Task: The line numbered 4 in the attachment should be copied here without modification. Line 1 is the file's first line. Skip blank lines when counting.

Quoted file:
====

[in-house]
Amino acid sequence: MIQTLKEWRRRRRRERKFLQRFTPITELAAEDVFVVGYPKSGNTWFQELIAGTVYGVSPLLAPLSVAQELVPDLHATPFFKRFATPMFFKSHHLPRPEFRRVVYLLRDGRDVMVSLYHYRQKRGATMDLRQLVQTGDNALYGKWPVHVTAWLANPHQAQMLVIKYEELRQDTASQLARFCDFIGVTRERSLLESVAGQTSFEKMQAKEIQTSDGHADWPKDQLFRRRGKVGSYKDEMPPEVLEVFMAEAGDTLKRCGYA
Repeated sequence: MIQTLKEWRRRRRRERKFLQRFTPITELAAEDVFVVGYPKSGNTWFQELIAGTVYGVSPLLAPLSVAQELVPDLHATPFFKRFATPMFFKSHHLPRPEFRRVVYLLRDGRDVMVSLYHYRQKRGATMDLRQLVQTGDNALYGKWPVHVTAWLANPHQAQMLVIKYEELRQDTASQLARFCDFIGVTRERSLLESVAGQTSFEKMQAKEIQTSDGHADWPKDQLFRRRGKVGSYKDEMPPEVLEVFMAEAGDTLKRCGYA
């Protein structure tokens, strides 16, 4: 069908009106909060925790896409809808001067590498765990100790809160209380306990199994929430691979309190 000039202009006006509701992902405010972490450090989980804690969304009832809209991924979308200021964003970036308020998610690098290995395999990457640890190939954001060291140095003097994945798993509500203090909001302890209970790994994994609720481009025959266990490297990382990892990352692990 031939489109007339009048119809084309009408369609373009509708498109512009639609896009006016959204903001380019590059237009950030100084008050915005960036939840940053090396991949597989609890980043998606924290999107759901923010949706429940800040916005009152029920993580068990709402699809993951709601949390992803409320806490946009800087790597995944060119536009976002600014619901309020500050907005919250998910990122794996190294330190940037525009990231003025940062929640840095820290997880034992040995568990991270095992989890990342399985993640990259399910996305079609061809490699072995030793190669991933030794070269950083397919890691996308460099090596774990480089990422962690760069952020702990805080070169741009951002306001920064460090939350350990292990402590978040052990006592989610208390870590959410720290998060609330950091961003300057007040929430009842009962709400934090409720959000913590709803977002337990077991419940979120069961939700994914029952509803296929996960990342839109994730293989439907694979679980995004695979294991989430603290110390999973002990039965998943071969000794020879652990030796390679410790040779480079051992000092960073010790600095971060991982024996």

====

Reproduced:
């Protein structure tokens, strides 16, 4: 069908009106909060925790896409809808001067590498765990100790809160209380306990199994929430691979309190 000039202009006006509701992902405010972490450090989980804690969304009832809209991924979308200021964003970036308020998610690098290995395999990457640890190939954001060291140095003097994945798993509500203090909001302890209970790994994994609720481009025959266990490297990382990892990352692990 031939489109007339009048119809084309009408369609373009509708498109512009639609896009006016959204903001380019590059237009950030100084008050915005960036939840940053090396991949597989609890980043998606924290999107759901923010949706429940800040916005009152029920993580068990709402699809993951709601949390992803409320806490946009800087790597995944060119536009976002600014619901309020500050907005919250998910990122794996190294330190940037525009990231003025940062929640840095820290997880034992040995568990991270095992989890990342399985993640990259399910996305079609061809490699072995030793190669991933030794070269950083397919890691996308460099090596774990480089990422962690760069952020702990805080070169741009951002306001920064460090939350350990292990402590978040052990006592989610208390870590959410720290998060609330950091961003300057007040929430009842009962709400934090409720959000913590709803977002337990077991419940979120069961939700994914029952509803296929996960990342839109994730293989439907694979679980995004695979294991989430603290110390999973002990039965998943071969000794020879652990030796390679410790040779480079051992000092960073010790600095971060991982024996």